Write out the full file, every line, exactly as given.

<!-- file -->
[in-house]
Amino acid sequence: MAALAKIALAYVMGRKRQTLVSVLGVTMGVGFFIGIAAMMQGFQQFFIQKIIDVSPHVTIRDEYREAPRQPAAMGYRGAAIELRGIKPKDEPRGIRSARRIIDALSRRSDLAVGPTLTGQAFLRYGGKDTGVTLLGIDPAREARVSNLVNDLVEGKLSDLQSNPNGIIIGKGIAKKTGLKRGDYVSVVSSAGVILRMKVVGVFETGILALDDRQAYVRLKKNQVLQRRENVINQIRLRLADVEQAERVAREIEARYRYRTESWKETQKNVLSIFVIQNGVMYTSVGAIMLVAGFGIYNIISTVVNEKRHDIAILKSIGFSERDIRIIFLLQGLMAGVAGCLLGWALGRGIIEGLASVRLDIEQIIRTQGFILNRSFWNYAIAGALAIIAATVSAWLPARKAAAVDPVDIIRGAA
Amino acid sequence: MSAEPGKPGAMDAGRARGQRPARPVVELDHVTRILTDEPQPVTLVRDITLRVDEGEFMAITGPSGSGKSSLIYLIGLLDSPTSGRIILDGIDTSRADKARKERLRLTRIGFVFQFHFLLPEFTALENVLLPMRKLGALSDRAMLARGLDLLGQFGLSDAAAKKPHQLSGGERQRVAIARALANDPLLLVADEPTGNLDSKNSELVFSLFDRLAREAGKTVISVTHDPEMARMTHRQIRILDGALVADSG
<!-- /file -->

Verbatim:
[in-house]
Amino acid sequence: MAALAKIALAYVMGRKRQTLVSVLGVTMGVGFFIGIAAMMQGFQQFFIQKIIDVSPHVTIRDEYREAPRQPAAMGYRGAAIELRGIKPKDEPRGIRSARRIIDALSRRSDLAVGPTLTGQAFLRYGGKDTGVTLLGIDPAREARVSNLVNDLVEGKLSDLQSNPNGIIIGKGIAKKTGLKRGDYVSVVSSAGVILRMKVVGVFETGILALDDRQAYVRLKKNQVLQRRENVINQIRLRLADVEQAERVAREIEARYRYRTESWKETQKNVLSIFVIQNGVMYTSVGAIMLVAGFGIYNIISTVVNEKRHDIAILKSIGFSERDIRIIFLLQGLMAGVAGCLLGWALGRGIIEGLASVRLDIEQIIRTQGFILNRSFWNYAIAGALAIIAATVSAWLPARKAAAVDPVDIIRGAA
Amino acid sequence: MSAEPGKPGAMDAGRARGQRPARPVVELDHVTRILTDEPQPVTLVRDITLRVDEGEFMAITGPSGSGKSSLIYLIGLLDSPTSGRIILDGIDTSRADKARKERLRLTRIGFVFQFHFLLPEFTALENVLLPMRKLGALSDRAMLARGLDLLGQFGLSDAAAKKPHQLSGGERQRVAIARALANDPLLLVADEPTGNLDSKNSELVFSLFDRLAREAGKTVISVTHDPEMARMTHRQIRILDGALVADSG